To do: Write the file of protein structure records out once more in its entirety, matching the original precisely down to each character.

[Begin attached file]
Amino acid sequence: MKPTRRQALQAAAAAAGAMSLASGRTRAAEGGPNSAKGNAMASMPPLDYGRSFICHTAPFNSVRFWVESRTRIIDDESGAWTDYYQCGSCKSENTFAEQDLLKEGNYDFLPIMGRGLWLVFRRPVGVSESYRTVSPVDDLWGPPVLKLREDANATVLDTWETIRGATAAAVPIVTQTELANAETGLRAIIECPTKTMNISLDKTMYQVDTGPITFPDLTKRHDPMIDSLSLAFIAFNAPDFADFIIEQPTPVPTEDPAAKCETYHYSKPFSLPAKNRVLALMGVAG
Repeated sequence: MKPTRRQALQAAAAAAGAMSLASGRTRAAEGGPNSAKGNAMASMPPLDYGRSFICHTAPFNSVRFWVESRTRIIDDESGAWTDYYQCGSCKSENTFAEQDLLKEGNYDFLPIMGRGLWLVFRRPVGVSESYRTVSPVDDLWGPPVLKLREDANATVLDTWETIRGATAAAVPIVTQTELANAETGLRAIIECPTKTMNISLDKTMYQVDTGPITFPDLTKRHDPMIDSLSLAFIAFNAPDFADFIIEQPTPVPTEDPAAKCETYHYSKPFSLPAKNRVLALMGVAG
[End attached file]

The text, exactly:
Amino acid sequence: MKPTRRQALQAAAAAAGAMSLASGRTRAAEGGPNSAKGNAMASMPPLDYGRSFICHTAPFNSVRFWVESRTRIIDDESGAWTDYYQCGSCKSENTFAEQDLLKEGNYDFLPIMGRGLWLVFRRPVGVSESYRTVSPVDDLWGPPVLKLREDANATVLDTWETIRGATAAAVPIVTQTELANAETGLRAIIECPTKTMNISLDKTMYQVDTGPITFPDLTKRHDPMIDSLSLAFIAFNAPDFADFIIEQPTPVPTEDPAAKCETYHYSKPFSLPAKNRVLALMGVAG
Repeated sequence: MKPTRRQALQAAAAAAGAMSLASGRTRAAEGGPNSAKGNAMASMPPLDYGRSFICHTAPFNSVRFWVESRTRIIDDESGAWTDYYQCGSCKSENTFAEQDLLKEGNYDFLPIMGRGLWLVFRRPVGVSESYRTVSPVDDLWGPPVLKLREDANATVLDTWETIRGATAAAVPIVTQTELANAETGLRAIIECPTKTMNISLDKTMYQVDTGPITFPDLTKRHDPMIDSLSLAFIAFNAPDFADFIIEQPTPVPTEDPAAKCETYHYSKPFSLPAKNRVLALMGVAG